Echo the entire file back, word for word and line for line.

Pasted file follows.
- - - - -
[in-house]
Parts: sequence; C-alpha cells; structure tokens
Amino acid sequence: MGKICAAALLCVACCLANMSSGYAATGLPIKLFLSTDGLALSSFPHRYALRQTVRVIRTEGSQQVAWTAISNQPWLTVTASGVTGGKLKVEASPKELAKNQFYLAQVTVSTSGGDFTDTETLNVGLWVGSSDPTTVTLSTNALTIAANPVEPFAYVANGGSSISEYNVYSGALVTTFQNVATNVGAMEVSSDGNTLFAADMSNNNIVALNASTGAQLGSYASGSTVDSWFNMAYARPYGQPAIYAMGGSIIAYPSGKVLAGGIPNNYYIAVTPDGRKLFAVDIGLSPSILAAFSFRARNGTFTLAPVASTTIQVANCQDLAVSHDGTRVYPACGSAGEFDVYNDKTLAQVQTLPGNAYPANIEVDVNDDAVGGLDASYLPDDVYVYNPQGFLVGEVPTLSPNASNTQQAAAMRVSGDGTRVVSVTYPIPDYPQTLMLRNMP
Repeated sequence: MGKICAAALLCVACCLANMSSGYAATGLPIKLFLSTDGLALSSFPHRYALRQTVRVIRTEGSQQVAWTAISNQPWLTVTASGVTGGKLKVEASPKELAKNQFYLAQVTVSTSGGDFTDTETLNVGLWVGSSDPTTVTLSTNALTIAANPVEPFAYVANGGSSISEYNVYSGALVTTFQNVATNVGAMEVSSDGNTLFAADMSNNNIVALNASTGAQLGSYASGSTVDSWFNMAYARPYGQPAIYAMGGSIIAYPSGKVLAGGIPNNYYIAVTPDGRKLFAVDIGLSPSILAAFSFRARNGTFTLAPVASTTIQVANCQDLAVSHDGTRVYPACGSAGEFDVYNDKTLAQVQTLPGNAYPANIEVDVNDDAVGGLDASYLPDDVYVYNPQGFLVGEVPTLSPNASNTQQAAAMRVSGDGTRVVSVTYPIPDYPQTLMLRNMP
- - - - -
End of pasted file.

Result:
[in-house]
Parts: sequence; C-alpha cells; structure tokens
Amino acid sequence: MGKICAAALLCVACCLANMSSGYAATGLPIKLFLSTDGLALSSFPHRYALRQTVRVIRTEGSQQVAWTAISNQPWLTVTASGVTGGKLKVEASPKELAKNQFYLAQVTVSTSGGDFTDTETLNVGLWVGSSDPTTVTLSTNALTIAANPVEPFAYVANGGSSISEYNVYSGALVTTFQNVATNVGAMEVSSDGNTLFAADMSNNNIVALNASTGAQLGSYASGSTVDSWFNMAYARPYGQPAIYAMGGSIIAYPSGKVLAGGIPNNYYIAVTPDGRKLFAVDIGLSPSILAAFSFRARNGTFTLAPVASTTIQVANCQDLAVSHDGTRVYPACGSAGEFDVYNDKTLAQVQTLPGNAYPANIEVDVNDDAVGGLDASYLPDDVYVYNPQGFLVGEVPTLSPNASNTQQAAAMRVSGDGTRVVSVTYPIPDYPQTLMLRNMP
Repeated sequence: MGKICAAALLCVACCLANMSSGYAATGLPIKLFLSTDGLALSSFPHRYALRQTVRVIRTEGSQQVAWTAISNQPWLTVTASGVTGGKLKVEASPKELAKNQFYLAQVTVSTSGGDFTDTETLNVGLWVGSSDPTTVTLSTNALTIAANPVEPFAYVANGGSSISEYNVYSGALVTTFQNVATNVGAMEVSSDGNTLFAADMSNNNIVALNASTGAQLGSYASGSTVDSWFNMAYARPYGQPAIYAMGGSIIAYPSGKVLAGGIPNNYYIAVTPDGRKLFAVDIGLSPSILAAFSFRARNGTFTLAPVASTTIQVANCQDLAVSHDGTRVYPACGSAGEFDVYNDKTLAQVQTLPGNAYPANIEVDVNDDAVGGLDASYLPDDVYVYNPQGFLVGEVPTLSPNASNTQQAAAMRVSGDGTRVVSVTYPIPDYPQTLMLRNMP